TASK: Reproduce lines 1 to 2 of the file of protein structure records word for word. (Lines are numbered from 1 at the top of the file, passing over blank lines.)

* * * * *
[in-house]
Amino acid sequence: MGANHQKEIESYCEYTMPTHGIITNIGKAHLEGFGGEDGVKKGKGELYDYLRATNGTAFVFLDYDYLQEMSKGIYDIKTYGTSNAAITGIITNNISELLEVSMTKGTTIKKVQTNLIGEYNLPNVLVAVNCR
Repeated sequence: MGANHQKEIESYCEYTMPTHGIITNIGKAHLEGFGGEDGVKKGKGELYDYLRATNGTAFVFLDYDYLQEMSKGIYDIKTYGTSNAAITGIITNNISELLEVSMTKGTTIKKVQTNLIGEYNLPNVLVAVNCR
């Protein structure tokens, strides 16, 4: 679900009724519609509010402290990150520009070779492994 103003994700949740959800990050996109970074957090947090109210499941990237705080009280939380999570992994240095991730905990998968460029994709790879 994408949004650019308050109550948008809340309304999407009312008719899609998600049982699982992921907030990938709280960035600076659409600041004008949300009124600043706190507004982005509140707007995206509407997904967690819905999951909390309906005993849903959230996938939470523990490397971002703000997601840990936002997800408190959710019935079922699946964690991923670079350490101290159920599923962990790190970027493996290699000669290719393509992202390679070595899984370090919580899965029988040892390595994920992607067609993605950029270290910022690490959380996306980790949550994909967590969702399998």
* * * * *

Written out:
[in-house]
Amino acid sequence: MGANHQKEIESYCEYTMPTHGIITNIGKAHLEGFGGEDGVKKGKGELYDYLRATNGTAFVFLDYDYLQEMSKGIYDIKTYGTSNAAITGIITNNISELLEVSMTKGTTIKKVQTNLIGEYNLPNVLVAVNCR